Was there a point where you began to accept that whatever they threw at you dramatically, you could handle? Or are you still not at that point?
I feel more confident after all that they’ve given me to do. I’m not ever doing anything entirely alone. I’ve got Michael McKean or Jonathan Banks or Rhea Seehorn across from me, and that helps immensely, just as in Breaking Bad, having Bryan Cranston or Aaron Paul in a room with you giving focus or direction. One of the great things about acting is there’s a Zen-like quality to it. All you’re ever doing is the moment that you’re playing. And that makes it less frightening. I’ve been a writer and I think with writing, you feel more of this fear and concern about managing the entire piece that you’re doing. Whereas with acting, however much it’s intimidating you, it’s an activity that you’re only ever doing moment to moment, and that makes it a little less intimidating.
In the first season, you were in 90 or even 95 percent of the show, and these last two years, it’s been a much more even split, and almost two separate shows: Jimmy McGill the lawyer, and Mike Ehrmantraut the drug enforcer. Beyond your workload being lighter, how has it been watching the show evolve into these two separate but related things?
I love it. The dynamics of the show are one of the unique, amazing things about it. I hope that we can meld the two. They’re gonna have to come together, and I think it can be done. I think these guys are definitely up to the task, but it will be neat to see that happen, and I think it will happen in the next season now. So I’m looking forward to that. But I agree with you, there is a bit of a big divide, between the two stories and the tone and the temperature of the two stories. I think we’re pulling these two things off. I talk to fans, I get feedback, and I feel like this weird, strange, juggling act of the show, everyone’s game for it.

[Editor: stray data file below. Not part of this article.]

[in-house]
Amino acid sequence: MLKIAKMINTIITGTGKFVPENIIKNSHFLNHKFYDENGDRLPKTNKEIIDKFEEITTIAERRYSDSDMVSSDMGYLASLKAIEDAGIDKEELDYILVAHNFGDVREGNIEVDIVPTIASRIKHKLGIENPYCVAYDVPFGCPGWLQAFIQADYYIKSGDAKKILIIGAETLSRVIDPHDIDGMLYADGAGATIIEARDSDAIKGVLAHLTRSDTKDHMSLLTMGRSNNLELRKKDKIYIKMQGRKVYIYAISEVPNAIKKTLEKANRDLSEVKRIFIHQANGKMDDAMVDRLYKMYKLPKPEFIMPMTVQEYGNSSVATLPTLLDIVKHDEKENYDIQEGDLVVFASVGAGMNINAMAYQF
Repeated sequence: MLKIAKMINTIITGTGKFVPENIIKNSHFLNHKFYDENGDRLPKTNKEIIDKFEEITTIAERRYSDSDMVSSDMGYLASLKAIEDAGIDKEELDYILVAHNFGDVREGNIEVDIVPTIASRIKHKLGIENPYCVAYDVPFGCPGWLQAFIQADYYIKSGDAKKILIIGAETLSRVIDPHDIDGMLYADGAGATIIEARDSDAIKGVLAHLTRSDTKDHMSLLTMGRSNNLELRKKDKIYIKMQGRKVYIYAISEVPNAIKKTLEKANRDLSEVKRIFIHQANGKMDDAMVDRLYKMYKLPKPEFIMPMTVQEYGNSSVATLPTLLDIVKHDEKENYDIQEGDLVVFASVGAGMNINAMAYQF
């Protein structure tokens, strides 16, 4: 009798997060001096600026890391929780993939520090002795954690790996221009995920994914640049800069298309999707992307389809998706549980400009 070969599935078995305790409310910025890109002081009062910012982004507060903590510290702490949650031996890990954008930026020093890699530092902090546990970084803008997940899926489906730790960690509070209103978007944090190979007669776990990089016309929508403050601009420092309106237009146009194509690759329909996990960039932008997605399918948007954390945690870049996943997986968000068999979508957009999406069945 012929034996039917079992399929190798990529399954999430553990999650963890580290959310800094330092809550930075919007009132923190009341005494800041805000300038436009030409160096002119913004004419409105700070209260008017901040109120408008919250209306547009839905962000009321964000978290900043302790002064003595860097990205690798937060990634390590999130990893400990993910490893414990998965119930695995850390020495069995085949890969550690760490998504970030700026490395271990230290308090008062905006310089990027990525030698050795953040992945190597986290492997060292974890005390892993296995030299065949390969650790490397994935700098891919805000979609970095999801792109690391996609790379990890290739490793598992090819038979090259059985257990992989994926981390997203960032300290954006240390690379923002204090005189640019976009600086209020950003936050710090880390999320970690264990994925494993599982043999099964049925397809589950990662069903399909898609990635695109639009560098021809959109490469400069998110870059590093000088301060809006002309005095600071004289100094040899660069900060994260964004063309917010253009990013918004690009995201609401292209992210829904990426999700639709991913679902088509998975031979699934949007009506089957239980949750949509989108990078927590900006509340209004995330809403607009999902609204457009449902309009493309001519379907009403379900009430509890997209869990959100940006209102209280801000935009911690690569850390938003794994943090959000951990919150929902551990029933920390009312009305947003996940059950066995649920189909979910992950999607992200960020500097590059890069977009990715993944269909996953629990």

I’ve said it before, and it’s a weird kiss-assy thing to say, but I mean it: the audience is a big part of whether what you do works. We have this amazing audience that was groomed by Breaking Bad, and by watching that show and knowing what to look for and how to watch it. Because we’ve got this awesome platform to launch from, that dialed everyone in to an extent, people have let us do this. But however good our work is, or how hard we work, you’ve gotta give it up to the audience for giving us a chance. When I say that, part of it is, people on our side of this thing, there’s a lot of talk about the audience: “People won’t like this, people won’t tolerate that.” There’s a lot of conjecture about what the viewers will tolerate or like. But we don’t fuckin’ know. It’s all guesswork, it’s all using your gut. I would have said this show was too offbeat, idiosyncratic, and closely-observed to win the affection that it’s won. I would’ve underestimated its appeal by a lot, if we’d known what we were doing beforehand, but we didn’t. Nobody knew what we were doing. We had no idea what we were setting out to do; we just started doing it.